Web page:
Football team from Siracusa that participated in adult football league:

Notable former players[edit]

Notable former managers[edit]


  • Winner (1): 1940–41 (group stage)
  • Promoted (1): 1945–46
  • Winners (1): 1978–79
  • Runners-up (2): 1978–79; 1988–89
  • Winner (1): 1970–71 (group stage)
  • Promoted (1): 1937–38; 1970–71


  1. ^ RSSSF
  2. ^ a b c "Calcio: dichiarata fallita "A.S. Siracusa"" (in Italian). Agenzia Giornalistica Italia. 9 February 1996. Retrieved 3 September 2016. [dead link]
  3. ^ "IL NAPOLI RISCHIA DI SPARIRE". la Repubblica (in Italian). Gruppo Editoriale L'Espresso. 15 June 1995. Retrieved 3 September 2016.
  4. ^ A.S. Siracusa S.r.l. bilancio di esercizio al 30.06.94 (in Italian). Camera di Commercio Registro Imprese. 1994.
  5. ^ "10/1996 A.s. Siracusa Calcio s.r.l. - Fallimento - Portale dei creditori - Fallco". Portale dei creditori. 15 March 2017. Retrieved 6 April 2020.
  6. ^ "Associazione Amici del Siracusa" (PDF) (in Italian). Retrieved 1 February 2023.
  7. ^ "Sport Club Siracusa: non partecipiamo al bando per il logo "A.S. Siracusa 1924"" (in Italian). informa7news. 20 April 2014. Archived from the original on 6 September 2016. Retrieved 3 September 2016.
  8. ^ "Logo con il leone: "il Città di Siracusa lo utilizza in modo improprio, senza autorizzazione". E sul web divampa la polemica" (in Italian). 3 October 2014. Retrieved 3 September 2016.
  9. ^ "Capienza complessiva del Nicola De Simone" (in Italian). 5 June 2015. Archived from the original on 17 April 2016. Retrieved 28 September 2016.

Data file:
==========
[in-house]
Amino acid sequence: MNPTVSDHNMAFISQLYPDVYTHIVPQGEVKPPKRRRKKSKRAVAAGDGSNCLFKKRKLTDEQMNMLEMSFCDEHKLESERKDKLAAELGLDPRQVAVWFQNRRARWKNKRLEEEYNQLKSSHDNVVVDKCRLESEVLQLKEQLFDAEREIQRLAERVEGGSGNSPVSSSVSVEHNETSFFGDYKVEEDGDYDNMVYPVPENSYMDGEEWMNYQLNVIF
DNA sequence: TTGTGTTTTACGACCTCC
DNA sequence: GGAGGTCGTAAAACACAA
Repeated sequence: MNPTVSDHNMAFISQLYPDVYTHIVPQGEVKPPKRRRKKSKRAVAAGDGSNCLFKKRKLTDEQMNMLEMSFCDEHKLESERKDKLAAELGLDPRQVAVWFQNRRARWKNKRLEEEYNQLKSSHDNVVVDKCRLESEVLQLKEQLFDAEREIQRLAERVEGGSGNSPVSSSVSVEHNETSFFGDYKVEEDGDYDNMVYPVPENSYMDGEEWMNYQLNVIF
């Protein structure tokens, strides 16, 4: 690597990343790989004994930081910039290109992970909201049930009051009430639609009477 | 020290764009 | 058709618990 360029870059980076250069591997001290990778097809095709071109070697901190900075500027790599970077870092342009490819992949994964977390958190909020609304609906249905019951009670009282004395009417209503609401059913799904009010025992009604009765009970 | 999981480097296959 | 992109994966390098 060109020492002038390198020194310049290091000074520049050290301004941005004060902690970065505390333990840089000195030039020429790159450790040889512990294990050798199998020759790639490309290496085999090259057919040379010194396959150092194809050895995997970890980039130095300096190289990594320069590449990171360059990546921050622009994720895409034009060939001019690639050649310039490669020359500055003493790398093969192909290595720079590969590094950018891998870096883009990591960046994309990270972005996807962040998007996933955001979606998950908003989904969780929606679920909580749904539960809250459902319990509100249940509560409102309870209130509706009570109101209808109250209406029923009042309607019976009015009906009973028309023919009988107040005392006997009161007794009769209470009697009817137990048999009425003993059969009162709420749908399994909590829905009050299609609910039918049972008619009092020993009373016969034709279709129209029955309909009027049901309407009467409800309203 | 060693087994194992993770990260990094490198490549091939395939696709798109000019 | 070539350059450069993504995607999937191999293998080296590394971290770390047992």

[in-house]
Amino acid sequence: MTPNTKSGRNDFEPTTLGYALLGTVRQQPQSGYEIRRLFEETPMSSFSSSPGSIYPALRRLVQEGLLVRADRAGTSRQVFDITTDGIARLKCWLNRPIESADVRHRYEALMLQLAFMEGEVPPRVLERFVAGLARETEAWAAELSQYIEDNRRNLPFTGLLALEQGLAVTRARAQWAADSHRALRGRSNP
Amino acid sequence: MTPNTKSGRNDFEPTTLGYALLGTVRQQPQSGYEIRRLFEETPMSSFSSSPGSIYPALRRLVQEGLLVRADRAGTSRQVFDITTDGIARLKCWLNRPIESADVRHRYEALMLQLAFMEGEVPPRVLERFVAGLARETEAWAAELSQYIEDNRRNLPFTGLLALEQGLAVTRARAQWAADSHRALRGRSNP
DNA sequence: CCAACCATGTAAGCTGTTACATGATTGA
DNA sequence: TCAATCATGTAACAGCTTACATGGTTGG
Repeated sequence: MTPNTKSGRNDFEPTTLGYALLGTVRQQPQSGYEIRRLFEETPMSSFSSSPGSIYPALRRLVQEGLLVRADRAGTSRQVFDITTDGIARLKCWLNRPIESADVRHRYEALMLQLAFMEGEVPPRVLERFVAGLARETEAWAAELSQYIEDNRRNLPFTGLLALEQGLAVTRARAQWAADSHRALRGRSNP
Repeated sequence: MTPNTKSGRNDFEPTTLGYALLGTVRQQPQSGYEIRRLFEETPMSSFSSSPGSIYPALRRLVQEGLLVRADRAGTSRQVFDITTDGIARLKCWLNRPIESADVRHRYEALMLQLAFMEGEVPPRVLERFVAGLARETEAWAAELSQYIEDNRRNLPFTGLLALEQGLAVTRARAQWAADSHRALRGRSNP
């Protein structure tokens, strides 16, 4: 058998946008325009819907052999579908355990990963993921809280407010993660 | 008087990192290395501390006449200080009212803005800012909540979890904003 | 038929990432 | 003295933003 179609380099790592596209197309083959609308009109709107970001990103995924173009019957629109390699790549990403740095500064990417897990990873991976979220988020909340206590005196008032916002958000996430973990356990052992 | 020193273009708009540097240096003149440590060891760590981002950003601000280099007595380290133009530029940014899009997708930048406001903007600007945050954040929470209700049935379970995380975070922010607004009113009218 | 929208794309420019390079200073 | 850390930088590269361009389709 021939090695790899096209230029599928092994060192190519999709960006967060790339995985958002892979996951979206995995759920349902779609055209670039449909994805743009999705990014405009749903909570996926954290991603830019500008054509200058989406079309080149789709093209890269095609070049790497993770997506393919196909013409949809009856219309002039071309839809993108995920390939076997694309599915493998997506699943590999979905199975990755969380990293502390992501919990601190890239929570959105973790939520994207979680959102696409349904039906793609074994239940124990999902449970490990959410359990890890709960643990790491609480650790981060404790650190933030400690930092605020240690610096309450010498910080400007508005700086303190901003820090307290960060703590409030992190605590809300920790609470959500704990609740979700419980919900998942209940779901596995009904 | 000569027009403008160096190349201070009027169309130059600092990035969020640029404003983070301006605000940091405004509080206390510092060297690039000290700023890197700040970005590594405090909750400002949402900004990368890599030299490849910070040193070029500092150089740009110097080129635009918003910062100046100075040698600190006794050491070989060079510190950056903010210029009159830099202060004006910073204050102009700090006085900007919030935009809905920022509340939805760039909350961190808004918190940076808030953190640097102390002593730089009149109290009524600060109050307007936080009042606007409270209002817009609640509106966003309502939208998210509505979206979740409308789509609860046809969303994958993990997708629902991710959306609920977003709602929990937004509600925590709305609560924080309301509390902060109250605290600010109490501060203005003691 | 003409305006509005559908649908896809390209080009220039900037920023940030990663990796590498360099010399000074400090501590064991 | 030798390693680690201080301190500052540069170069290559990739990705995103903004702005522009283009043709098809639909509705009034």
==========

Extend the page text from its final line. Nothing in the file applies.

10. ^ "Comunicato Ufficiale N°13/L (2013–14)" (PDF) (in Italian). Lega Pro. 21 November 2013. Retrieved 2 September 2016.
  11. ^ "C.U. N°3 (2004–05)" (in Italian). FIGC SGS Sicily. 5 August 2004. Archived from the original on 23 September 2016. Retrieved 3 September 2016.
  12. ^ "Cambio di denominazione sociale" (PDF). Segreteria Federale. Comunicato Ufficiale (in Italian). 2004–05 (164/A). Rome: Italian Football Federation. 1 February 2005. Retrieved 2 December 2018.
  13. ^ a b "C.U. N°38 (2004–05)" (in Italian). FIGC Syracuse Province. 8 June 2005. Archived from the original on 23 October 2007. Retrieved 3 September 2016.{{cite web}}: CS1 maint: unfit URL (link)
  14. ^ "C.U. N°3 (2005–06)" (in Italian). FIGC Syracuse Province. 5 October 2005. Archived from the original on 12 May 2006. Retrieved 3 September 2016.{{cite web}}: CS1 maint: unfit URL (link)
  15. ^ "C.U. N°1 (2005–06)" (in Italian). FIGC SGS Sicily. 13 July 2005. Archived from the original on 5 June 2006.

External links[edit]